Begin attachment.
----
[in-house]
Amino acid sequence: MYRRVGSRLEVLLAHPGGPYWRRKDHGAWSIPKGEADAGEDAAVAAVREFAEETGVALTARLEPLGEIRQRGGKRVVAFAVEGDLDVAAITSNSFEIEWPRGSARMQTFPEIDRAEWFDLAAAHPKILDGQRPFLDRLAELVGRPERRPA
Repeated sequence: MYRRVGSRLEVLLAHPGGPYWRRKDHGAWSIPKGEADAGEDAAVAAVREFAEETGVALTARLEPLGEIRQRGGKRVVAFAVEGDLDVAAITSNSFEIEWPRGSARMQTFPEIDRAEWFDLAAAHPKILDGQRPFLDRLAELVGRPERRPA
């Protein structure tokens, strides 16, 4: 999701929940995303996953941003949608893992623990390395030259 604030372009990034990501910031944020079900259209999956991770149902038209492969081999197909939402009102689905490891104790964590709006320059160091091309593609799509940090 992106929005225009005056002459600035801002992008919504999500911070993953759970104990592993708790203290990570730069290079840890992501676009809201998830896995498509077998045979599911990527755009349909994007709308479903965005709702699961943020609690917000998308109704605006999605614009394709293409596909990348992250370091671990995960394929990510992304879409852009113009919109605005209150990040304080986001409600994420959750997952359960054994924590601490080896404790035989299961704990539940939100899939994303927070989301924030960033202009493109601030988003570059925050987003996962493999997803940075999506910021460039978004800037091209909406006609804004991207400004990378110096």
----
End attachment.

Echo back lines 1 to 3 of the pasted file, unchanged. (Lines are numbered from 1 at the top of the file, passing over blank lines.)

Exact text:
[in-house]
Amino acid sequence: MYRRVGSRLEVLLAHPGGPYWRRKDHGAWSIPKGEADAGEDAAVAAVREFAEETGVALTARLEPLGEIRQRGGKRVVAFAVEGDLDVAAITSNSFEIEWPRGSARMQTFPEIDRAEWFDLAAAHPKILDGQRPFLDRLAELVGRPERRPA
Repeated sequence: MYRRVGSRLEVLLAHPGGPYWRRKDHGAWSIPKGEADAGEDAAVAAVREFAEETGVALTARLEPLGEIRQRGGKRVVAFAVEGDLDVAAITSNSFEIEWPRGSARMQTFPEIDRAEWFDLAAAHPKILDGQRPFLDRLAELVGRPERRPA